What Trickle Charger Is Best For You?
Your needs will vary depending on the kind of battery that you have. Most of the time, you will get a charger from the dealership where you acquired your supercar, but there are exceptions. In this case, you can go out of your way and buy your charger separately, or you could go to the source. Some companies often rebrand CTEK chargers as part of the package deal.
This means that the McLaren battery tender that the dealership gives is just a rebranded version of a CTEK charger. Lamborghini does the same, as many companies do. As such, you can go directly to CTEK to get your appropriate charger. They sell package deals for battery care depending on the brand, as McLaren batteries and Aston Martin batteries have different needs.
It Depends On What You Need
High grade battery maintainers are capable of outputting just as much current as a battery tender, which means that if you’re committed to keeping your battery healthy, getting a high-grade battery maintainer is the best solution. Of course, if you use your supercar frequently, a simple trickle charger would also get the job done. It all depends on your specifications and your needs.
Lamborghini’s Sián uses supercapacitors instead of traditional batteries, but it still essentially functions the same way. Larger batteries would need a heavy-duty trickle charger, while smaller ones could do without it. The specifications of your supercar battery dictate exactly what kind of charger would be best, but odds are they would all be available to you at CTEK.
What Happens If Your Supercar Battery Overcharges?
A lot of things can happen if your supercar battery overcharges, depending on what kind of battery it is. You should prevent it at all costs, as an overcharged battery is never a good thing. For this reason, no matter what car you have, you should never use a dumb charger on your battery.
A lead battery is full of water and electrolytes. It is here that the charge is stored, and when the battery is getting too much current, far more than it can handle, it does something interesting. It begins to heat up the water it uses as storage. If your battery is perfectly sealed, this can cause a pressure build up and eventual explosion.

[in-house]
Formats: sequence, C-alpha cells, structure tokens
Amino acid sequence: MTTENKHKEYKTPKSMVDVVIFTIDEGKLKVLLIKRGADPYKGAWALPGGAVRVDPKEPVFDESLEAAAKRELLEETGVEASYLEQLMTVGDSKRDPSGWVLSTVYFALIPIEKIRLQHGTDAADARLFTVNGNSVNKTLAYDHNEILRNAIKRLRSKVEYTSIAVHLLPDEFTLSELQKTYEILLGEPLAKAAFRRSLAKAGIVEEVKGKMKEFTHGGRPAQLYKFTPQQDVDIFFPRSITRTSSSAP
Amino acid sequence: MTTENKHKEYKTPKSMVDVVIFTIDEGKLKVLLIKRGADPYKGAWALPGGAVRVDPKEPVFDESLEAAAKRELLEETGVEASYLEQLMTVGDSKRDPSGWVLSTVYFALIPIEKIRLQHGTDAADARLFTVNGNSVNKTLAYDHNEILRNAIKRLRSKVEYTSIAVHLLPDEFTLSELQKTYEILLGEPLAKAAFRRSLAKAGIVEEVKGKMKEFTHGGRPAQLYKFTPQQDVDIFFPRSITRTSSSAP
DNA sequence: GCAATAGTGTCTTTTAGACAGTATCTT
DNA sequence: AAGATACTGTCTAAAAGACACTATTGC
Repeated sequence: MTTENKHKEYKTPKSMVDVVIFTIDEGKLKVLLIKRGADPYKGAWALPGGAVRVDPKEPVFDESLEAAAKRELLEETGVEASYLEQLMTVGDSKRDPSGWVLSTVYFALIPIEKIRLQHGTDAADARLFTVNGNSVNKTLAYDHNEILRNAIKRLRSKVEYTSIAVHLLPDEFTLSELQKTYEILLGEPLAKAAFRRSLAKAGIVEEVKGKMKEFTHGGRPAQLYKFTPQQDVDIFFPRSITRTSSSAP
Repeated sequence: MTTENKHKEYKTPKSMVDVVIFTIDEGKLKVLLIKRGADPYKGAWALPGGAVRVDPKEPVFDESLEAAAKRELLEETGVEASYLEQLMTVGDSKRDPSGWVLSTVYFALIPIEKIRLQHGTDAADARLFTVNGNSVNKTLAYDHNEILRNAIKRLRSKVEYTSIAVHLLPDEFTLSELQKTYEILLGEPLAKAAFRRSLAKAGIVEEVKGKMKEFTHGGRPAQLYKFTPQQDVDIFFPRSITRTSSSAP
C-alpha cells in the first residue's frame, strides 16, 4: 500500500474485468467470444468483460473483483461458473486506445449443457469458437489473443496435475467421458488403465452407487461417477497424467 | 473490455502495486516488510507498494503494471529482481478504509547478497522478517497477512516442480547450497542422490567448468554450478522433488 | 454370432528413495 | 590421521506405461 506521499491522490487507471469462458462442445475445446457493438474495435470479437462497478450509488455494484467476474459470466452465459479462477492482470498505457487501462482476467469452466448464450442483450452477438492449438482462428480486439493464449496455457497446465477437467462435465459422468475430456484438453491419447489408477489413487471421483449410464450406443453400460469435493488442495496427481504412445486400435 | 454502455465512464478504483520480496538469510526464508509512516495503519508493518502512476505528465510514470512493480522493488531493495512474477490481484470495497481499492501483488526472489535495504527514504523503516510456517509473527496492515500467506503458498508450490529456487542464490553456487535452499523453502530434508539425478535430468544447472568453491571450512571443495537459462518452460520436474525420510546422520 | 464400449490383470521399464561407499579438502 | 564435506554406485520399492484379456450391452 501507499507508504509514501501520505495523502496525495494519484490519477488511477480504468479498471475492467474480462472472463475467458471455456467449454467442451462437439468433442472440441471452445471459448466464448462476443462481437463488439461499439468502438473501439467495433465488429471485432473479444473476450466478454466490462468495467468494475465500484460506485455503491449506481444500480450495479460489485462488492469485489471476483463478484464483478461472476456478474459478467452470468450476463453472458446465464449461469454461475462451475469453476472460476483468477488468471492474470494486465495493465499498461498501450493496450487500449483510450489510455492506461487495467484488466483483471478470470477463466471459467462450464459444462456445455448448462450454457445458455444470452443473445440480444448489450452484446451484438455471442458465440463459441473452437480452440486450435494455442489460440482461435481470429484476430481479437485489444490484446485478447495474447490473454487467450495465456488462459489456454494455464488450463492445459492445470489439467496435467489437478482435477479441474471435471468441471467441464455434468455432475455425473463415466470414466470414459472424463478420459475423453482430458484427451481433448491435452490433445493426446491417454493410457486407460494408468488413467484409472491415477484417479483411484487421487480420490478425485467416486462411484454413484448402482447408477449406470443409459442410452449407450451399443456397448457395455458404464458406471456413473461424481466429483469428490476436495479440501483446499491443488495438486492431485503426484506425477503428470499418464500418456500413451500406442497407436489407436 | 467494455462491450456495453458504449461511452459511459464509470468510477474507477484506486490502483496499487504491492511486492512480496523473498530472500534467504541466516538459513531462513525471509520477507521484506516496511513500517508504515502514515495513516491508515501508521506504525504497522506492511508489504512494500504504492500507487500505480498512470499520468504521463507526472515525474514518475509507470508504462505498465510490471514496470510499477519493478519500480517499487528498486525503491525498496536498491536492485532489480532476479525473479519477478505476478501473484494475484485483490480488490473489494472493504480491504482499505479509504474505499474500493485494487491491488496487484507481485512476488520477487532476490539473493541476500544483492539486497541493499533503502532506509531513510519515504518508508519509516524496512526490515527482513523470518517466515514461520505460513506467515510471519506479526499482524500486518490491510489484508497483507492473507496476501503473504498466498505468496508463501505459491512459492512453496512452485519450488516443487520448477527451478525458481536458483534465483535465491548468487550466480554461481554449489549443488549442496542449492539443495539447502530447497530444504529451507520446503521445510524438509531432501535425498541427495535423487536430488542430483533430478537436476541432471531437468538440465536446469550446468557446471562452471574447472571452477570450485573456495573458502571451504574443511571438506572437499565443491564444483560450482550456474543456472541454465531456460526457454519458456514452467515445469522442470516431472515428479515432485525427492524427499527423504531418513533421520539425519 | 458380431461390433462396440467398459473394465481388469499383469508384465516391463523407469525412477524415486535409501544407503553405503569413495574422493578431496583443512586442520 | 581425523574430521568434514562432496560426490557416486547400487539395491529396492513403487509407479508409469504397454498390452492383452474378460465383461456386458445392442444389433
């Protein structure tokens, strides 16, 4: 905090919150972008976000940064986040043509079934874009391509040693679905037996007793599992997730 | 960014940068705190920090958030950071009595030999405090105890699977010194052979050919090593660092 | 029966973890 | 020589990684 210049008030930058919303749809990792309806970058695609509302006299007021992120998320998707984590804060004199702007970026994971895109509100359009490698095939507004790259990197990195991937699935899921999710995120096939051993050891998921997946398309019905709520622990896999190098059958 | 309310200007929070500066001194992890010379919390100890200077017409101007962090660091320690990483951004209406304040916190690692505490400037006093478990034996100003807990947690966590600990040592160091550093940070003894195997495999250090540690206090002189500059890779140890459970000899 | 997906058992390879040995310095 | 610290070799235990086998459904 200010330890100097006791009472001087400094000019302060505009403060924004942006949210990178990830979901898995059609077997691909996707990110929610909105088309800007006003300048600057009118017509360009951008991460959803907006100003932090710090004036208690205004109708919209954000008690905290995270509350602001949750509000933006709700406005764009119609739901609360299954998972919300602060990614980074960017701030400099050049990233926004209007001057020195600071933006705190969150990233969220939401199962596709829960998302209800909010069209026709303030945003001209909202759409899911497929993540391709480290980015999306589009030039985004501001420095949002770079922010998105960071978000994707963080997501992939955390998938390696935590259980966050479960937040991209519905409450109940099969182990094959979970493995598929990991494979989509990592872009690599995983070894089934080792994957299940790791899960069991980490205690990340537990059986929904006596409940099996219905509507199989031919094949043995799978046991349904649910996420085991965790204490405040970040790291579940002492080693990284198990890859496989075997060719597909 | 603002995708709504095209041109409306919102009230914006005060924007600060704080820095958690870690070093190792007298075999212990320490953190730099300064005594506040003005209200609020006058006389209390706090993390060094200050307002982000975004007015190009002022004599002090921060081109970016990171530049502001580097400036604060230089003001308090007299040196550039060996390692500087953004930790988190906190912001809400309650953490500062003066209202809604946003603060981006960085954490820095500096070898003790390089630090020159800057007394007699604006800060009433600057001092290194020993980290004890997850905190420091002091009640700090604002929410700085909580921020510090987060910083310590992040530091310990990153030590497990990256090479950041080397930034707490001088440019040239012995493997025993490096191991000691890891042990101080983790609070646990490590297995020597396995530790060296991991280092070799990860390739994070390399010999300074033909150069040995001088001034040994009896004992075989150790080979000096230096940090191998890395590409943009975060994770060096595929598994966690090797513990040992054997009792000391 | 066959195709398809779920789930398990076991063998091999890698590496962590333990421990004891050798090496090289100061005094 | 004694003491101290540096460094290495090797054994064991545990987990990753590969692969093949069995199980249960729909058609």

If your battery begins boiling off, that’s a visual indication that your battery is dying in front of you. Dead batteries need replacement, but overcharged batteries can cause a disaster that will destroy nearby components. It’s frustrating enough dealing with dead battery problems – you don’t want to deal with explosive battery problems.
Lithium batteries are a little more sophisticated. Since they do not store the charge in chemical energy but as lithium ions, they are able to store things far more efficiently and are designed to be rechargeable. Alkaline or other chemical batteries are not. When charging, the batteries pull the ions to one electrode, and when providing power, they let the ions move to the other electrode.
It is a standard and has become a safety requirement that lithium batteries come with built-in protections against overcharge, whether it’s a surge charge or a slow charge. There are mechanisms that cut off the flow of ions from the electrodes and keep them from overcharging. It is an elegant solution, but it’s not perfect. Lithium batteries are still susceptible to overcharge.
Lithium batteries are resistant but not invulnerable. Overcharging them can cause unstable lithium ionisation in the battery, hot air venting from cells, and can cause both fires and explosions. Samsung was in hot water because of their lithium battery disaster in 2016 simply because they had poor design and were prone to overcharge.
Supercapacitor batteries are less dangerous when overcharged. In other examples, when batteries were overcharged, you could tell immediately. Lithium batteries hiss from the thermal packets, lead batteries boil, but supercapacitor batteries will break the circuit. It will be as if you cut the wire of a circuit or turned off the power.
It’s not entirely immune, because if the batteries are overcharged and do not have surge protection, the current will travel through open air. This would be a catastrophe, but it is far less likely than battery overcharge or lithium overcharge. While currently rare on supercars, this could be a common feature in the future.
Supercars need trickle chargers to keep the battery healthy. Because supercars often have security features that run even when the car is off, and the cars are often driven infrequently, the battery is susceptible to draining when left in a garage for a long time, and trickle chargers prevent this.